So, to reinforce that point…stop/reverse lines in long-term and intermediate timeframes can only be moved by the associated range envelope.  The short-term stop/reverse line, however, is moved IMMEDIATELY whenever there is either a daily bar higher low or lower high relative to the stop/reverse line.  A cross of the short-term stop/reverse line is the most aggressive trading signal that most automated black box algorithms tuned to daily bar trading will use.  So, if you ever wondered what triggered those massive reversal rallies–then wonder no more.  For aggressive traders–keep a close eye on that short-term stop/reverse line to consistently stay out of trouble when the market rebounds from a pivot reversal on either side.

See how all that works?  The better one understands how a tool works–the more effectively that tool can be utilized.  Stops and Targets is indeed a wonderful and extremely useful tool–and you, of course, are the craftsman 🙂

 

So, now that we are all up to speed on exactly how range envelopes and stop/reverse lines work, let’s take a close look at the current summary (as I type at 11:22 PM) for the S&P 500 Futures at Stops and Targets…

 

 

 

In our screenshot example of the S&P 500 Futures above we can see in the ‘range envelopes’ section that:

  1. The long-term timeframe is in a trading range between 2603 and 2947 with a bearish bias ().
  2. The intermediate timeframe (monthly) is trending bearish () below 2818
  3. The short-term (weekly)  is currently trending bullish () above 2723.25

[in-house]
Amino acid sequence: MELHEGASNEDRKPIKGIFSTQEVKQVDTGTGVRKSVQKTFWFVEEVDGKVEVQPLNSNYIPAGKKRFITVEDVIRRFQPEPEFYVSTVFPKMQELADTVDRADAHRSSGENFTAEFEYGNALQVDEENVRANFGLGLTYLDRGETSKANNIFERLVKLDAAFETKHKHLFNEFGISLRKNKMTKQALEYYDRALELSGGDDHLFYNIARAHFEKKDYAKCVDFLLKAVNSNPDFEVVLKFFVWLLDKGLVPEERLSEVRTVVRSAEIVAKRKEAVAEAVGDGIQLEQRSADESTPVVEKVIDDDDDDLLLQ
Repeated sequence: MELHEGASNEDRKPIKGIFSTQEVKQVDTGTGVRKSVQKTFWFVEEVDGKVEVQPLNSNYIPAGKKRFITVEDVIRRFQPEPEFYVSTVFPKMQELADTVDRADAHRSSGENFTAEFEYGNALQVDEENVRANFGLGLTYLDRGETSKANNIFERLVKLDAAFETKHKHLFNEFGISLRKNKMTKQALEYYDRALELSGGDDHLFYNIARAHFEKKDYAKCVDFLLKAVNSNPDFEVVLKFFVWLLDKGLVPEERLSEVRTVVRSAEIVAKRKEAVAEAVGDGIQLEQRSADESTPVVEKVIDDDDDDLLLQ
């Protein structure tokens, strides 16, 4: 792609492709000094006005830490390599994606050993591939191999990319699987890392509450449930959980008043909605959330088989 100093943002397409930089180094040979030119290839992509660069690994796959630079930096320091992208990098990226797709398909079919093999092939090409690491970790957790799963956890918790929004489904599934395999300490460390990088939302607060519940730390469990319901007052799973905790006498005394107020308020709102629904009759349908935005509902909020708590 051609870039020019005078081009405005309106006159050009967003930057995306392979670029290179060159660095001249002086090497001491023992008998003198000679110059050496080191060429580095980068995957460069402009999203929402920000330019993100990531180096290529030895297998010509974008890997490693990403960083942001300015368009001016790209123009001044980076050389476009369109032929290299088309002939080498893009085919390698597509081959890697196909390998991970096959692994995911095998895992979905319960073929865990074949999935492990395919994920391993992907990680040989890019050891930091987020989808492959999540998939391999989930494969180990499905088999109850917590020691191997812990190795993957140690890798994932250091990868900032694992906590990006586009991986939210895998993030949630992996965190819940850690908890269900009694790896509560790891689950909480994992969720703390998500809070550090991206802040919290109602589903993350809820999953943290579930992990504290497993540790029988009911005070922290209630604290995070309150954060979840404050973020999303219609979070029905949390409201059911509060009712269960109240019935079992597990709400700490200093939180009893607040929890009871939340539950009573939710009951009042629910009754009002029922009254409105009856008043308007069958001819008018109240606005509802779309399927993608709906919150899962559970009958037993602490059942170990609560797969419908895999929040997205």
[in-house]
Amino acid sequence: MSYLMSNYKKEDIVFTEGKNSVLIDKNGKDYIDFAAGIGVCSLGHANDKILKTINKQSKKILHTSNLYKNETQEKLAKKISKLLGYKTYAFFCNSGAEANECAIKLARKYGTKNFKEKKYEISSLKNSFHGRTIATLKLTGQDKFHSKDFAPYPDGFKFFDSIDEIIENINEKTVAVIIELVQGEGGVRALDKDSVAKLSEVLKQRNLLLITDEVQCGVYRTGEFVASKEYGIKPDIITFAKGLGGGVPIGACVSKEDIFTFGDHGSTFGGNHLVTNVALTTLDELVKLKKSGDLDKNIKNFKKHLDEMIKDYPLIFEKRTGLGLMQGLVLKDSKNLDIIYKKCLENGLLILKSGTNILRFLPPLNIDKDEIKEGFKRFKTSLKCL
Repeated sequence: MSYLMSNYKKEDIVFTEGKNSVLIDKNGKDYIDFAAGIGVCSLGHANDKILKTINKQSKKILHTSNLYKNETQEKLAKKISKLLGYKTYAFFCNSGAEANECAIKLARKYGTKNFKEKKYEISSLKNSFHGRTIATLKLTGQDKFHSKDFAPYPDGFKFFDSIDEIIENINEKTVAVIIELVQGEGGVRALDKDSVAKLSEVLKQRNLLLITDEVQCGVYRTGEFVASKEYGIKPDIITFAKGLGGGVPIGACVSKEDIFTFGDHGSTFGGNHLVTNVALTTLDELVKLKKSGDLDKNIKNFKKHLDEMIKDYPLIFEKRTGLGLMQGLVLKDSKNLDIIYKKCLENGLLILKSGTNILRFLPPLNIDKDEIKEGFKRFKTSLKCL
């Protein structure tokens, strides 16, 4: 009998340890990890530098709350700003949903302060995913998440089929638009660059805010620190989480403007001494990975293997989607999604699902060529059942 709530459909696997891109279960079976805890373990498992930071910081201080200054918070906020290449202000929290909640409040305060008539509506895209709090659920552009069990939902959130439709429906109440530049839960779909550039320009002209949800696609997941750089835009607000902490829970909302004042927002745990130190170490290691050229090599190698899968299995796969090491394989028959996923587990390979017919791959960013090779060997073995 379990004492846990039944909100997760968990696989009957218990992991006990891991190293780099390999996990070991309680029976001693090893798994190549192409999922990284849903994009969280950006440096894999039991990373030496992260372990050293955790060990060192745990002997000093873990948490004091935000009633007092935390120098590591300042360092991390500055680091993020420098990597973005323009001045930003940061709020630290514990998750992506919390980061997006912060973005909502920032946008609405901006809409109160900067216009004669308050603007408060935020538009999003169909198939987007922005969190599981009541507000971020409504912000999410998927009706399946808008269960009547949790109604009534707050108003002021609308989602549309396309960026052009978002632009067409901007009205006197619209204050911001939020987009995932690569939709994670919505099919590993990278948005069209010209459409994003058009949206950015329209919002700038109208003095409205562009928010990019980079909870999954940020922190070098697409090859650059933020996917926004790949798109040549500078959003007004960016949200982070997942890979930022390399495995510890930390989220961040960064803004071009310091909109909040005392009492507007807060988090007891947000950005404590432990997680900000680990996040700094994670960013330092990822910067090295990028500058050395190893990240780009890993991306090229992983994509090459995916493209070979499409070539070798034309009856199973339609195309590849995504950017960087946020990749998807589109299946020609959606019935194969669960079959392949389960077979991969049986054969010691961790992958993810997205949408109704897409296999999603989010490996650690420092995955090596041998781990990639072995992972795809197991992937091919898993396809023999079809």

The sorted order of the stop/reverse lines determine the Multitrend Rating.  In this case we have intermediate over long over short.  That yields a BULL 6 rating from Stops and Targets:

E-Mini S&P 500 Futures Option is rated BULL 6, indicating a short-term rally in an intermediate bear market.

 

Taking that information together we can see, at a glance, that the broad market is currently experiencing a short-term rally that started at 2656.25 on 26-Nov-18.  That rally is occurring inside of an intermediate trending bear market whose stop/reverse line is currently at 2818.  Both of those are happening inside of a long-term trading range between 2603 and 2947.

Sounds like a jumbled up mess, right?

No, not at all.  That is just the ways things are at present as the broad market struggles to recover from the massive September takedown.  This kind of mixed market is not clear at all for most pundits… but it’s all crystal clear to us, thanks to Stops and Targets!